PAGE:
The San Francisco police union said late Friday that surveillance footage of undercover police foiling an auto burglary near Alamo Square shows why police should be able to shoot at moving vehicles.
The San Francisco Police Department released the video showing the driver of a black sedan backing into another auto-burglary suspect and a plainclothes officer while attempting to flee the scene at Hayes and Pierce streets on Thursday. The driver ran over his accomplice but narrowly missed the officer.
The San Francisco Police Officers Association said the video shows that police should be allowed to shoot at moving vehicles. SFPOA President Martin Halloran called the incident a “clear and deliberate assault” in an email to members.
“The SFPD policy imposed by the Police Commission puts our officers lives in danger and I have serious doubts that some on the Commission care enough to change this flawed policy,” Halloran said. “What will it take? A dead cop?”
In December 2016, the Police Commission approved a new use-of-force policy barring police officers from shooting at moving vehicles as recommended by the U.S. Department of Justice. The change came after numerous high-profile police shootings by the SFPD.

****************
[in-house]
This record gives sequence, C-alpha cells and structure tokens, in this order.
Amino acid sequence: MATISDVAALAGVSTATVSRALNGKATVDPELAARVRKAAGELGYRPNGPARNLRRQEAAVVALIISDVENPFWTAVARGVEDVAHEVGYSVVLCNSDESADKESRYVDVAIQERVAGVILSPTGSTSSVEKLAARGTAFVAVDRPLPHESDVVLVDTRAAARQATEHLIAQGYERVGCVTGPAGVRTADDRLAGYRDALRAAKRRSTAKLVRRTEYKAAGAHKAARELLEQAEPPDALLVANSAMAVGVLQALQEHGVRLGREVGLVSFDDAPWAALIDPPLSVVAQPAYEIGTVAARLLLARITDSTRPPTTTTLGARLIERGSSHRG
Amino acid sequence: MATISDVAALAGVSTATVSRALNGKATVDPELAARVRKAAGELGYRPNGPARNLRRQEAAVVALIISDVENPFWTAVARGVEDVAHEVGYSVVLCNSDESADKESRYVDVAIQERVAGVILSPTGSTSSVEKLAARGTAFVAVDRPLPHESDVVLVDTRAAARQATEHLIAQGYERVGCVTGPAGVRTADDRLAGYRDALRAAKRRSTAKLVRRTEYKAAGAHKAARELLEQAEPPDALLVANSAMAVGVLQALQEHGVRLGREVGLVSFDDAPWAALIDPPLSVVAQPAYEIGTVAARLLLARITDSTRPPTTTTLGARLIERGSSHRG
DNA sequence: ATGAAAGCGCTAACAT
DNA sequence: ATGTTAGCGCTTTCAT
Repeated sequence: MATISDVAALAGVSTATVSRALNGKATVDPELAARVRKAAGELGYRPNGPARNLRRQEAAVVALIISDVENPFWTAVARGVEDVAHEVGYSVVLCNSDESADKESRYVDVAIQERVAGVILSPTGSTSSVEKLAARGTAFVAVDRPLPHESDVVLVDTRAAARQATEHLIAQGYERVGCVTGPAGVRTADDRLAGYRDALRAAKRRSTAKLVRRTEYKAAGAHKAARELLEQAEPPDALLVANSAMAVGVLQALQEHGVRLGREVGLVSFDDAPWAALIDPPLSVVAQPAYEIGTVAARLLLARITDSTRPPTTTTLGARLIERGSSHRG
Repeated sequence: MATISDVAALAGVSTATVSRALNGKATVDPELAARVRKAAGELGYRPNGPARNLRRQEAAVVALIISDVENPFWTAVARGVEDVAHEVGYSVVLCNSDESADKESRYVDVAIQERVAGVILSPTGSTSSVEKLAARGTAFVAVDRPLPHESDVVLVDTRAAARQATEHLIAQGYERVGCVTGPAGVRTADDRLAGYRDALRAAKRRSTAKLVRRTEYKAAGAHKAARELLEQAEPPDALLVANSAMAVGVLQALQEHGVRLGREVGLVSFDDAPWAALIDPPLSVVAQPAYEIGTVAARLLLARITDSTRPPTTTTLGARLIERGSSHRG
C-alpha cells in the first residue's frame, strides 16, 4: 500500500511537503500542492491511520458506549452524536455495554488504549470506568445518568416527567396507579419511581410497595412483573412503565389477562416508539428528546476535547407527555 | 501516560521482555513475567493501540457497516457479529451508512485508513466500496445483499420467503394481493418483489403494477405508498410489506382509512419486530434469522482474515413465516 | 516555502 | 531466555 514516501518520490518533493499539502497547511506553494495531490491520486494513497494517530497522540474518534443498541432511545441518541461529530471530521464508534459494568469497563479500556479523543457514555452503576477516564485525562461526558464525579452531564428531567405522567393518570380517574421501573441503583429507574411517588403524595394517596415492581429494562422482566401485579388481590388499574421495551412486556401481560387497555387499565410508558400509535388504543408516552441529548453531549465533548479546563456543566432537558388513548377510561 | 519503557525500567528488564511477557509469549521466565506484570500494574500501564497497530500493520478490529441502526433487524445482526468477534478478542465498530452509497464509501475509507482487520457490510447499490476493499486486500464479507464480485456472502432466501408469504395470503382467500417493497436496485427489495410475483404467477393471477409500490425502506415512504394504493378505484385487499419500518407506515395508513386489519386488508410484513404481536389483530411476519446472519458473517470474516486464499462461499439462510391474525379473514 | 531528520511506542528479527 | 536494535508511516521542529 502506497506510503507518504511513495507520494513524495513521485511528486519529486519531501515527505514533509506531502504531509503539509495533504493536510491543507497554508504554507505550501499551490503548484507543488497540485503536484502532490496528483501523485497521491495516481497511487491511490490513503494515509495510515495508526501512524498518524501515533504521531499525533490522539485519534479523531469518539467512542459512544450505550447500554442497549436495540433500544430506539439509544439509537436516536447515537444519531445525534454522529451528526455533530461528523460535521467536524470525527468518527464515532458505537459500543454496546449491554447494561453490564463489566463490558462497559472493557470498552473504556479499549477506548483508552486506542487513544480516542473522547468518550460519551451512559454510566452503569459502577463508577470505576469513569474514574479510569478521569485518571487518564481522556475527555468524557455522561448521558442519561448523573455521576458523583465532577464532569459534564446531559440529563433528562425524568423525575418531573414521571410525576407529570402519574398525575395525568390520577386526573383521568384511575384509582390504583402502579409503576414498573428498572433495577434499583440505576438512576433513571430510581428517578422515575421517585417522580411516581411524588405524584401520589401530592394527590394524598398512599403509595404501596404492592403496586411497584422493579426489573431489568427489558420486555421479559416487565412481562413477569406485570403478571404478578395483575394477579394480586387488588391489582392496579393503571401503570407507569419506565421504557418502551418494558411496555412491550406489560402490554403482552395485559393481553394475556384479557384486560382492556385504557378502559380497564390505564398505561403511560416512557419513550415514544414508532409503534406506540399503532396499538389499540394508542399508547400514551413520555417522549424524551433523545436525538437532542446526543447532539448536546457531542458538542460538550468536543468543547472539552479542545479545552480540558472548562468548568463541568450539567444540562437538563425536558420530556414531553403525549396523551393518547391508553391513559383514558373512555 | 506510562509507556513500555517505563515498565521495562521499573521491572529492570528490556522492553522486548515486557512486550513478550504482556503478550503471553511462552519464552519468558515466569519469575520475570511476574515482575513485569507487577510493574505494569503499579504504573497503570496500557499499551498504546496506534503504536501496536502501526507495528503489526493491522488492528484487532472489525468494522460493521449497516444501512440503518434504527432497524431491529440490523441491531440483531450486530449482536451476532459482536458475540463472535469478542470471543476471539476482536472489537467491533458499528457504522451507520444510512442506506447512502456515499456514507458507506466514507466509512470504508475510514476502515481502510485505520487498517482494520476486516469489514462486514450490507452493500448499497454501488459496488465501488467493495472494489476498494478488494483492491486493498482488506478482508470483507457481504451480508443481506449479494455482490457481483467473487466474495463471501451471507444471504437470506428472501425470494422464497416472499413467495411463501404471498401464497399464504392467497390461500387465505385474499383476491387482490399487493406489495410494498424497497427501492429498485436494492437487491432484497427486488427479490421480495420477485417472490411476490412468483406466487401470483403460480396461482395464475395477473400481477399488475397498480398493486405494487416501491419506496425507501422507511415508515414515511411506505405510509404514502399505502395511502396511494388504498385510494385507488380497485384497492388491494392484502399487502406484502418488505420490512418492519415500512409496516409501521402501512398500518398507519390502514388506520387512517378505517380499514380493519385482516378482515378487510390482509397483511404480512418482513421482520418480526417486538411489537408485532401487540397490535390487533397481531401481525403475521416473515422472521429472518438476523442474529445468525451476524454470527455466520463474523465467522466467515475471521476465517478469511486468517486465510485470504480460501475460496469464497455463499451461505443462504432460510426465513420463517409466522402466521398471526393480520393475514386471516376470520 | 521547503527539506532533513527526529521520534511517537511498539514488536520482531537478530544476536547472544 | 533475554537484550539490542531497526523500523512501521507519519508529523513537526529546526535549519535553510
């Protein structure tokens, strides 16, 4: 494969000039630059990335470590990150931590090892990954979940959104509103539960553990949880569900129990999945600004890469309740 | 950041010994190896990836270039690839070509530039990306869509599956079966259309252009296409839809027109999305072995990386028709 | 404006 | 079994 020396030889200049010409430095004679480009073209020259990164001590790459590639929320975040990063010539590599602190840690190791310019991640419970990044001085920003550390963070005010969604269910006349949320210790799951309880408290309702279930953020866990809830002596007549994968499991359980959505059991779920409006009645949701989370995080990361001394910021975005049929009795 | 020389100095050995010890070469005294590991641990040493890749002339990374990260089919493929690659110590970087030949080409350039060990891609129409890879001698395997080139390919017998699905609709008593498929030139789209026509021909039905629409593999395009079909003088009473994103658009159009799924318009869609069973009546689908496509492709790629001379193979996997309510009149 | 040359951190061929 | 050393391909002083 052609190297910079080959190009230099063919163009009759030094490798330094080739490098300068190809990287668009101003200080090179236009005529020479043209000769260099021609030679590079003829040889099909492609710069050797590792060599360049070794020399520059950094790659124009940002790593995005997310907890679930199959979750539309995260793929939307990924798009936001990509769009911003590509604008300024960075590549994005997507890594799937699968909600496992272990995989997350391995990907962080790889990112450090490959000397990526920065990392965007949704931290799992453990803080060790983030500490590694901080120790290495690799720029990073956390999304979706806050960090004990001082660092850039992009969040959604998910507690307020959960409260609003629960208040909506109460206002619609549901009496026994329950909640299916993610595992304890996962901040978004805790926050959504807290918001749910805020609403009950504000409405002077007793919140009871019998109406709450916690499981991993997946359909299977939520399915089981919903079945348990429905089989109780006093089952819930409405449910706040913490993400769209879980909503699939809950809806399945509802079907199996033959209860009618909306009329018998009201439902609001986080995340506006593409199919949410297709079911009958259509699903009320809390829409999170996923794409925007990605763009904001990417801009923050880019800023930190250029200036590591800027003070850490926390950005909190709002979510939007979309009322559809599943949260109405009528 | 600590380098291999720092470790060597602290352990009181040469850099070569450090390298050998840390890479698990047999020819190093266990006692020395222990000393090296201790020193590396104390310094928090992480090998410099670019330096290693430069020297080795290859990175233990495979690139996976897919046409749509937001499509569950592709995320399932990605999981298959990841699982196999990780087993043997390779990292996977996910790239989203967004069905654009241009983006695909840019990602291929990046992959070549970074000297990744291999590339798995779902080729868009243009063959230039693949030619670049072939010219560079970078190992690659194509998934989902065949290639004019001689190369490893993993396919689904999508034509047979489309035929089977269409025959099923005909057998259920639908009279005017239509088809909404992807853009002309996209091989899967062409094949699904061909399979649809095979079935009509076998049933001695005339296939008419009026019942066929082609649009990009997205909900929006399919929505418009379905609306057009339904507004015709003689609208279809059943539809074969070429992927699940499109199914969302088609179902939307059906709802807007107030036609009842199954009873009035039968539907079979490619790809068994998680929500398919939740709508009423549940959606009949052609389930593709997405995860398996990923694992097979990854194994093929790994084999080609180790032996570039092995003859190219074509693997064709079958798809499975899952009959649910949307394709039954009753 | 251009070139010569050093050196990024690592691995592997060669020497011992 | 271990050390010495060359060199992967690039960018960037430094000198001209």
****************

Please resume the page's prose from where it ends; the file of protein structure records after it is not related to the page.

The decision spawned a lawsuit from the police union that is still being argued in court today.
Police arrested three suspects in connection with the auto burglary.
Police identified the suspects as 25-year-old San Francisco resident Devonta Lofton, 23-year-old San Francisco resident Adrian Landers and 19-year-old San Francisco resident Jamon Butler.
Lofton was booked on suspicion of attempted murder, assault with a deadly weapon, second-degree burglary, reckless evading, hit-and-run causing injury, conspiracy and misdemeanor driving with a suspended license.
Landers was booked on suspicion of attempted murder, second-degree burglary, reckless evading, hit-and-run causing injury, conspiracy, a parole violation and
misdemeanor possession of burglary tools.
Butler was booked on suspicion of attempted murder, assault with a deadly weapon, assault upon a peace officer with firearm, second-degree burglary, reckless evading, hit-and-run causing injury and conspiracy.
The auto burglary was just one of many likely to happen in San Francisco this year. Last year, The City recorded more than 30,000 car break-ins — many targeting tourists — as San Francisco police struggle to curb the epidemic.
The “assault by this gang of felons further demonstrates that these are not just property crimes,” Halloran said. “These suspects will resort to violence to complete their crimes and flee from capture.”
Last October, a Tenderloin Station officer named Elia Lewin-Tankel was run over by a car break-in suspect. Halloran said Lewin-Tankel is still in a rehabilitation facility for a serious head injury.
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